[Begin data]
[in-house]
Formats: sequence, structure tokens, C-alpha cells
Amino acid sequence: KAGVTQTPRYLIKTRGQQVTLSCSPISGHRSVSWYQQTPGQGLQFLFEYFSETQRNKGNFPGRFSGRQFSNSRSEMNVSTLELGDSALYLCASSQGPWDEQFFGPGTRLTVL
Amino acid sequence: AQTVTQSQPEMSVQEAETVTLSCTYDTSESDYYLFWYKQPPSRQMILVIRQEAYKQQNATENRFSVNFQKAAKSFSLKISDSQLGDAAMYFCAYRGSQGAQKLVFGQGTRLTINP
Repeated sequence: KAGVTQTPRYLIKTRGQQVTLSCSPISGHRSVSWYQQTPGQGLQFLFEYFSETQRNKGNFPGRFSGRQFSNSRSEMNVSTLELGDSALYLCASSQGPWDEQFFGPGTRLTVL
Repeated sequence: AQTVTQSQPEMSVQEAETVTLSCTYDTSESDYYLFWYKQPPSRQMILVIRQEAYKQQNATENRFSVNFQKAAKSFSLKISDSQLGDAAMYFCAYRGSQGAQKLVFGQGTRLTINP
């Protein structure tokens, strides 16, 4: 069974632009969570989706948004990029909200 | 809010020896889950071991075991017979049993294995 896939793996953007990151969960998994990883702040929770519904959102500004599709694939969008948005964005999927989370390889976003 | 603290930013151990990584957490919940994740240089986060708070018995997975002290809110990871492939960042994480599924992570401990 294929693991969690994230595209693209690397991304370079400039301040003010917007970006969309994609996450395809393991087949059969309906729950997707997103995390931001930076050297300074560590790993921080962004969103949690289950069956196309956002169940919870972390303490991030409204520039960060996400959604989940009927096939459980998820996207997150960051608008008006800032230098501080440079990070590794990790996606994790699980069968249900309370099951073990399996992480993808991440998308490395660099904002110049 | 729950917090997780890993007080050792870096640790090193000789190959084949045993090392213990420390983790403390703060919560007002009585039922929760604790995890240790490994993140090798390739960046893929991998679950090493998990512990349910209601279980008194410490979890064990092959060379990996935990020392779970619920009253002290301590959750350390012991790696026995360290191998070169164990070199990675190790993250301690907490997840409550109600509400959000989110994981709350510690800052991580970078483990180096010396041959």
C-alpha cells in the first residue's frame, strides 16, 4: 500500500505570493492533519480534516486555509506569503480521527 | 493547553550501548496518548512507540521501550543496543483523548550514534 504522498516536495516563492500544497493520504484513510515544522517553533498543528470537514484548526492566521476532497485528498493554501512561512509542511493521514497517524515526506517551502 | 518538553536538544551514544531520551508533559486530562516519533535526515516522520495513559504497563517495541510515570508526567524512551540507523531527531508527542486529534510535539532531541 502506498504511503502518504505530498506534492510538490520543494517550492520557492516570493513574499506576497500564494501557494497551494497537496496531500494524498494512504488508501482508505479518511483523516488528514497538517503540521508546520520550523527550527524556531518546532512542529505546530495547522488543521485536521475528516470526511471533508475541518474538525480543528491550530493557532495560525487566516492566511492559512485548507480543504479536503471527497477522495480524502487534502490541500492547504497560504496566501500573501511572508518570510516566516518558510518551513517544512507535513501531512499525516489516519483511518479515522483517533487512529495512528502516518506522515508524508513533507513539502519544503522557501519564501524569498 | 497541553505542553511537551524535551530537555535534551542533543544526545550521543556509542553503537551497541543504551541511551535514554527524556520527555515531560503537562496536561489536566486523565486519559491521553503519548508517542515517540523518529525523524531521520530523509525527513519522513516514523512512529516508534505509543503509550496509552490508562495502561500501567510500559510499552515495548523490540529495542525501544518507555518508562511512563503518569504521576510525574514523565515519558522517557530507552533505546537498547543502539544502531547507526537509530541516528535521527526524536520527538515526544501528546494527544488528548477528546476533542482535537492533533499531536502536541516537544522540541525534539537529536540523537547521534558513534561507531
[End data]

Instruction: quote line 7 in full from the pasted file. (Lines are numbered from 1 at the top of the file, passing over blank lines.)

């Protein structure tokens, strides 16, 4: 069974632009969570989706948004990029909200 | 809010020896889950071991075991017979049993294995 896939793996953007990151969960998994990883702040929770519904959102500004599709694939969008948005964005999927989370390889976003 | 603290930013151990990584957490919940994740240089986060708070018995997975002290809110990871492939960042994480599924992570401990 294929693991969690994230595209693209690397991304370079400039301040003010917007970006969309994609996450395809393991087949059969309906729950997707997103995390931001930076050297300074560590790993921080962004969103949690289950069956196309956002169940919870972390303490991030409204520039960060996400959604989940009927096939459980998820996207997150960051608008008006800032230098501080440079990070590794990790996606994790699980069968249900309370099951073990399996992480993808991440998308490395660099904002110049 | 729950917090997780890993007080050792870096640790090193000789190959084949045993090392213990420390983790403390703060919560007002009585039922929760604790995890240790490994993140090798390739960046893929991998679950090493998990512990349910209601279980008194410490979890064990092959060379990996935990020392779970619920009253002290301590959750350390012991790696026995360290191998070169164990070199990675190790993250301690907490997840409550109600509400959000989110994981709350510690800052991580970078483990180096010396041959």